Uşak’s Karun Treasure opens to world with a joint project
UŞAK - Doğan News AgencyLydian artifacts, also known as the Karun Treasure, currently on display at the Uşak Archaeology Museum in the western province of Uşak will be open for the world to see in a new project titled “The Path of Karun, Peace and Cooperation Way.”
Within the scope of the project, carried out in collaboration with Italian Prato Textile Museum and Greek Tragilos Museum, photographs of the most important 50 pieces from the treasure will be displayed in international museums.
For the Uşak Archaeology Museum, which displays only 2,000 pieces of the 41,600-piece collection, the goal of the project is to bring global awareness to the Karun Treasure. The museum has already received funding for the project, according to museum Director Sabiha Pazarcı.
She said the project, in partnership with the EU Turkey Business Development Center (ABIGEM), received 116,874 euros from the EU. She said the process for the project would take one year.
“Italy’s Prato Textile Museum and Greece’s Tragilos Museum are among our project partners. Our goal is to improve the museum’s functionality by increasing its cooperative capacity and also to provide international dialogue and long-term cooperation,” Pazarcı said.
Making Karun Treasure using silly putty
“The Path of Karun, Peace and Cooperation Way” will be promoted with the participation of national and international specialists along with students and the general public, Pazarcı said. She said “45 by 55 cm photos of the most important 50 pieces of the Karun Treasure will be exhibited at Prato Museum in August 2012 and Tragilos Museum in November 2012 for five days each. Also, as part of the project, Turkish and foreign students visiting our museum will make models of the Karun Treasure using silly putty. By doing this, the model of a piece of treasure will enter a home in the world. The understanding of modern museum management will be improved thanks to the project.”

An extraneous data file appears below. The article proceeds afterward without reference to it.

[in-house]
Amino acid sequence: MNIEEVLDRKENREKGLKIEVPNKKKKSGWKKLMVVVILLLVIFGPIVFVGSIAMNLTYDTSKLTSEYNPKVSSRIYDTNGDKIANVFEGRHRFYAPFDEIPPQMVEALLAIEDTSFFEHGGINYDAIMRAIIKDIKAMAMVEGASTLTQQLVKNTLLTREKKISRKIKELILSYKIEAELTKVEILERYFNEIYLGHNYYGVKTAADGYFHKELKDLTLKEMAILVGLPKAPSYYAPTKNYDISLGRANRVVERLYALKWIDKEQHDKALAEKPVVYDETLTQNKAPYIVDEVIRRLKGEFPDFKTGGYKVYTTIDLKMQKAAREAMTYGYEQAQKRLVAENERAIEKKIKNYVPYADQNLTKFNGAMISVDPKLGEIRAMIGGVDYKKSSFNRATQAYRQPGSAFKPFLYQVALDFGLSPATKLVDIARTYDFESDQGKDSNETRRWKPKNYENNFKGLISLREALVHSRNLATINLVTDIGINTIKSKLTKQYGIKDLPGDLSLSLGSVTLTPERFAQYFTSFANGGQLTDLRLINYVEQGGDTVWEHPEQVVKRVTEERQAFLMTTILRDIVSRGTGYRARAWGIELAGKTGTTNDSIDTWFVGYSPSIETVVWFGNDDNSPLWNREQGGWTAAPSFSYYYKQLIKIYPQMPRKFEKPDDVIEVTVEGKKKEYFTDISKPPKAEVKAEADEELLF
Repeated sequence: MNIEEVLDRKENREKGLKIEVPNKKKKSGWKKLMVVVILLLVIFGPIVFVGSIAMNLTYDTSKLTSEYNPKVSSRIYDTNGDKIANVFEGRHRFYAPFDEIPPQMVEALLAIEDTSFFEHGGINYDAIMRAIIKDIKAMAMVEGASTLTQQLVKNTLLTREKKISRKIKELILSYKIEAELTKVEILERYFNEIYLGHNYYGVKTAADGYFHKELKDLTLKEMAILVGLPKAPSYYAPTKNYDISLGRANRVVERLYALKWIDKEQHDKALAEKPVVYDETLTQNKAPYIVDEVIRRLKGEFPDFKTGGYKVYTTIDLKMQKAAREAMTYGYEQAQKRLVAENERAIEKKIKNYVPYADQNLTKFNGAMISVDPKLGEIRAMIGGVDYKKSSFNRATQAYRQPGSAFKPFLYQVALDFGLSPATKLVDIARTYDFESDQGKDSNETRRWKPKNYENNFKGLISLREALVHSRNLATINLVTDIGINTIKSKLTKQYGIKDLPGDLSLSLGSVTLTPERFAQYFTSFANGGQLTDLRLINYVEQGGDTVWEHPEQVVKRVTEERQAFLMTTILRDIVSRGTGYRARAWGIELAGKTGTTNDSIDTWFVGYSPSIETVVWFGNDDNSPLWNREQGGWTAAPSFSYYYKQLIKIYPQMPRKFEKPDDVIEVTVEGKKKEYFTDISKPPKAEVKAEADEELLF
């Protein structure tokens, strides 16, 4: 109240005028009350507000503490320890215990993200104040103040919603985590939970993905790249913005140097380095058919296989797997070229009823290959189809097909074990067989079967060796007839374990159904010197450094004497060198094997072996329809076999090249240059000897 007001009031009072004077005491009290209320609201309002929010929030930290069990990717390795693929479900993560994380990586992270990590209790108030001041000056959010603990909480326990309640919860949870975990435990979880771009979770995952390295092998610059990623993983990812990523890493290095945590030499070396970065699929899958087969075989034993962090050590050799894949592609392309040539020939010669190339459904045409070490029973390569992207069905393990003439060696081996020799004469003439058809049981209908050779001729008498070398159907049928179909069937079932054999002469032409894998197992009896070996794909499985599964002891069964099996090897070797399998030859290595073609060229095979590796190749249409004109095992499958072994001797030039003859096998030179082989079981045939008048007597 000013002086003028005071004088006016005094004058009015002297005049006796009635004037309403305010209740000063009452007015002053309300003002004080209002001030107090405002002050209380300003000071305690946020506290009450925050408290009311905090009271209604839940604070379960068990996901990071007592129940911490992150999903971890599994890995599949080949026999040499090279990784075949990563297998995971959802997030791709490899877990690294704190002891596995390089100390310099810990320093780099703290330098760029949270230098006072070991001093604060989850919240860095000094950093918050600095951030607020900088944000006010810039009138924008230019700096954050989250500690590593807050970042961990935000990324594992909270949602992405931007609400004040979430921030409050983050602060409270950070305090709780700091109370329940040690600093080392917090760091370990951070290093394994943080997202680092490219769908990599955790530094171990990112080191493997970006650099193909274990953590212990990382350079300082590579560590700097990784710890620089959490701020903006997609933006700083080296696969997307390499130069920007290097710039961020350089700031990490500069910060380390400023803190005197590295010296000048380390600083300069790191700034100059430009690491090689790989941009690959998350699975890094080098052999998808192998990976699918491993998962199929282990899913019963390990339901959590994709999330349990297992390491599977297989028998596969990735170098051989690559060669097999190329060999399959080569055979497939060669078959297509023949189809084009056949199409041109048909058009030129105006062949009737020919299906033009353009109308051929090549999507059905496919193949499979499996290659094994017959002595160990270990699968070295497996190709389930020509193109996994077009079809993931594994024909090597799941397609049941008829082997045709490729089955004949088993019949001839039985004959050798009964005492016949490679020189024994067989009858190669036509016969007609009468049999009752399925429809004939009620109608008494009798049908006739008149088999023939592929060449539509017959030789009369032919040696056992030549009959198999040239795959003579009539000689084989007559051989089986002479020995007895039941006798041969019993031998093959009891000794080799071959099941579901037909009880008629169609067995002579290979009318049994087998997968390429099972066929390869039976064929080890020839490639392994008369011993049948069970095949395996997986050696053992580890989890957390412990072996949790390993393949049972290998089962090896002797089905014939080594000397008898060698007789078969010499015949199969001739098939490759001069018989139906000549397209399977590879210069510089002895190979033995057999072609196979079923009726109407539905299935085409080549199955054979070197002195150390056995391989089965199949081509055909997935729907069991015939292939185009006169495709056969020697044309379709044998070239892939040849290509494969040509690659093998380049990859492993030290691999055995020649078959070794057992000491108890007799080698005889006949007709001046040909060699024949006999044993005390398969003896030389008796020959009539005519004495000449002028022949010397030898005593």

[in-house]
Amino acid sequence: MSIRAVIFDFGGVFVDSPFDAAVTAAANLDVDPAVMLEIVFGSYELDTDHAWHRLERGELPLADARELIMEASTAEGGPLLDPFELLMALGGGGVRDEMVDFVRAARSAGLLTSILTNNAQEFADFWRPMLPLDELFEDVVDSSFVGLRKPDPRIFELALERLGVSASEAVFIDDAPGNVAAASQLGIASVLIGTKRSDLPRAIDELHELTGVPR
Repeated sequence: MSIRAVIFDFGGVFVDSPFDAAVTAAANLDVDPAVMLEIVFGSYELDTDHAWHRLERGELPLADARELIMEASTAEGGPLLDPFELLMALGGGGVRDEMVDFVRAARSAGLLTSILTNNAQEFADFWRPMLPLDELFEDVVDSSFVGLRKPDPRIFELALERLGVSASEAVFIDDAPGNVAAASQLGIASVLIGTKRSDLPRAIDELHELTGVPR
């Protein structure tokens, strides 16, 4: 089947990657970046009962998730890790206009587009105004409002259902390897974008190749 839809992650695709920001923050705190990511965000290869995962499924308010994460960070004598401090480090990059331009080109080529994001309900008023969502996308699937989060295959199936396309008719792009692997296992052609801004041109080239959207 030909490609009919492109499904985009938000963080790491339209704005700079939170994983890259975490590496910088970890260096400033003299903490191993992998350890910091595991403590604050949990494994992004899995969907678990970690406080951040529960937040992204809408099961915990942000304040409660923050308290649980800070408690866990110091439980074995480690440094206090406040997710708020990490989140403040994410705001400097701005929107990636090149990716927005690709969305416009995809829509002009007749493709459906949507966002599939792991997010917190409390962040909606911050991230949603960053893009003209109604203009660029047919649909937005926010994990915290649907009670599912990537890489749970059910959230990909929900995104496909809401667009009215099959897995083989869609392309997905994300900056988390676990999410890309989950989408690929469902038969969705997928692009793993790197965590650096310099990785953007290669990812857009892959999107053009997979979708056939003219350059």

The Karun Treasure created by lydians
The Karun Treasure, which dates back to the period of the Lydian King
Croesus between 560 and 546 BC, was unearthed from the tumulus, or
burial mounds, near the Güre district on the İzmir highway in 1960. It
is also widely known as the Lydian Treasure.
The treasure, one of the most significant works in the Lydian period, was smuggled from Uşak within three years between 1965 and 1968. The first smuggling took place in Toptepe Tumulus in 1965. A group of five people dug a tunnel and reached the burial chamber. They sold the artifacts for 65,000 Turkish Liras.
Later, in 1966, the İkiztepe tumulus was looted by 11 people and 150 pieces in the burial chamber were sold for 150,000 liras. A third robbery took place in 1968 in the Aktepe tumulus. The paintings and other artifacts were sold for 40,000 liras.
The entire treasure was discovered in 1985 at the New York Metropolitan Museum by journalist Özgen Acar. The Culture Ministry filed a lawsuit in 1987 to get back the treasure, which was kept in the depot of the museum. As a result of the legal process, which cost $40 million, the treasure was returned to Turkey in 1993.